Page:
A common sparrow throughout the night perched upon one of Samuel’s branches and whispered a song to the tree about the visions of birds, that a single leaf of Eli’s was never seen to touch the earth, a leaf that flew fleeting as the storm into the sun, and can only be said to die through speculation. Samuel’s leaves rustled with the news as though the core of their being had been lit up and struck suddenly open upon the world. Despite the calm cool of the windless night and relative stillness of their surroundings many of them wished to fly away and follow the song into the night sky, however dark and sunless. The sparrow took to the air still singing and the leaves manic spirits shook further with newfound revelation. A quick whirlwind came and stirred through the grass, lifting the lost and fallen leaves of the ground into the air once more. Samuel looked out through the confusion of the speeding wind and tumultuous dead leaves flying as though in awe of an impressive power. Never had leaves taken on such life before, spinning like a chorus of bird wings through the air. The complexity of visions that came before the tree were amazing; the sky seemed to turn with the movement of each single leaf, and the moonlight changed its course with each flying green edge. All throughout the darkness of night whilst Samuel searched for meaning the dead leaves circled over and around him, twisting apparitions of foresight into the sky, and blocking the peaceful stars from view with the passion of their movement. Much of what Samuel saw appeared to him as insanity, though at the same time fluid and filled with such motion that always called for deeper comprehension. With every picture passing instantaneously before him came a description so powerful and fresh that it seemed the worlds own words were talking to him. Samuel was ready and willing to throw his leaves up into the air, and to darken the sky further in the grandest hope of finally attaining the sun. But when the morning came and the actual sun shone down, Samuel looked plainly before him and saw the bones of dead Eli nestled comfortably in the ground, and this became his inspiration;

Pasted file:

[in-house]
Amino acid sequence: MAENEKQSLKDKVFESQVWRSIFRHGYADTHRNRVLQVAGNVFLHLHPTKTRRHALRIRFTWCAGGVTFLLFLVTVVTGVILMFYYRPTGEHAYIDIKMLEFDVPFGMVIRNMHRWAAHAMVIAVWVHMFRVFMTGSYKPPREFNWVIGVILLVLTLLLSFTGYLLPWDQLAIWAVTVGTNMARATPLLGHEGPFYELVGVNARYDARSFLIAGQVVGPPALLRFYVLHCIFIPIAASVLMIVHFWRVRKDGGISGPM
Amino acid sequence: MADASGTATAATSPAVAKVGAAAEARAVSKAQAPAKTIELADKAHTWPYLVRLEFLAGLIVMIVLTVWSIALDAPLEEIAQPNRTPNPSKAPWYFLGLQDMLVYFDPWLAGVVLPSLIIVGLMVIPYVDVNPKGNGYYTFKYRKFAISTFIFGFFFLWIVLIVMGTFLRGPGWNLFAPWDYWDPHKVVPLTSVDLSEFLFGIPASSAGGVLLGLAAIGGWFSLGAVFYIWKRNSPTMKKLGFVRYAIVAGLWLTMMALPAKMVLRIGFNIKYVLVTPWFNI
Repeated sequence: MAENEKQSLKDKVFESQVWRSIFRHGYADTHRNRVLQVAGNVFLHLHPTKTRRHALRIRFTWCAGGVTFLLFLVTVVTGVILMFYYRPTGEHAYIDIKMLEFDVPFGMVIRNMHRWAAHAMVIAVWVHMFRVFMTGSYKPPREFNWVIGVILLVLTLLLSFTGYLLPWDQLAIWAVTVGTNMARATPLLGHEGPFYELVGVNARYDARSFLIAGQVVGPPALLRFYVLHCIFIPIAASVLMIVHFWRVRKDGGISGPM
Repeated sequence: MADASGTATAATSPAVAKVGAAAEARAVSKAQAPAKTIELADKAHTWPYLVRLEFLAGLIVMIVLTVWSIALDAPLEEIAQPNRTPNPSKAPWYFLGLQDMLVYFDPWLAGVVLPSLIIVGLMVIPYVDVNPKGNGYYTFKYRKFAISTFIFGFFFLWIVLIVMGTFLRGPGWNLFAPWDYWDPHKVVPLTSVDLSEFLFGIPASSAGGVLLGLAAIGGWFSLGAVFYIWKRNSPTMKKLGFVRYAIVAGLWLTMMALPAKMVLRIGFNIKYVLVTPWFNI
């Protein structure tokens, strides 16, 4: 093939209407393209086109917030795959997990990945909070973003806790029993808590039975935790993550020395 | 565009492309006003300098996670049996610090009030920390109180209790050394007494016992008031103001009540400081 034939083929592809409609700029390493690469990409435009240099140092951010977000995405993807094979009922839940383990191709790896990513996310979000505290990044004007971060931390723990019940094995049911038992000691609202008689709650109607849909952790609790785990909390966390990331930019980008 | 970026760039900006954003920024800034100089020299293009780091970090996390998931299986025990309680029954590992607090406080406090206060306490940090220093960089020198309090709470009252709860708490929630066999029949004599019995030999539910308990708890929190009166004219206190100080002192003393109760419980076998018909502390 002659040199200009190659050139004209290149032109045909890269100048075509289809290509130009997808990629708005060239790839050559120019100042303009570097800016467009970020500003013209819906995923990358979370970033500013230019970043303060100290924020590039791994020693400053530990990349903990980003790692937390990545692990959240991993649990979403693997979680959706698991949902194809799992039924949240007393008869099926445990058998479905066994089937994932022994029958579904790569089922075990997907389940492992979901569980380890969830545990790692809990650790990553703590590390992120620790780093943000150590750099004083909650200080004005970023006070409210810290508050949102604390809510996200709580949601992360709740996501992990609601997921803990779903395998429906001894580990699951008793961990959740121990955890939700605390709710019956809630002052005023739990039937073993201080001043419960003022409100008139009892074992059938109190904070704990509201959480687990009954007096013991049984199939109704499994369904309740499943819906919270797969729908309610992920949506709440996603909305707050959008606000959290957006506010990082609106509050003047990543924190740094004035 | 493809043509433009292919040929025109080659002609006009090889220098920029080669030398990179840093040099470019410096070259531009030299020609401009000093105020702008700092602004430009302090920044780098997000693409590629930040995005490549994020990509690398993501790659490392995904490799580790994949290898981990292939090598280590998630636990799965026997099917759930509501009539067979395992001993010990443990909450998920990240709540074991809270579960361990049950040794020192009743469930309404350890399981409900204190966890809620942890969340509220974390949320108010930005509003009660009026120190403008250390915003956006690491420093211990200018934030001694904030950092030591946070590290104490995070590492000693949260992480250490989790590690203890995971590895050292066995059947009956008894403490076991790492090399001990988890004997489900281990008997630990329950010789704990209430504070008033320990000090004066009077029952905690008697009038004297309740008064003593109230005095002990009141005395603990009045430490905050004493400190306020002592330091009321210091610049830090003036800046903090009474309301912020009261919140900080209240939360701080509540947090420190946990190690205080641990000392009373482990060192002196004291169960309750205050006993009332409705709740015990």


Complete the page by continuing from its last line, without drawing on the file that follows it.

That the moving visions of the sky can hold no secrets of the sun, and are only the truth of the changing colours of clouds.

No bird that can fly knows the nature of the wind, though the shadow of wings is cast over the earth, the wind cannot sweep away the sun, and the birds cannot live in darkness.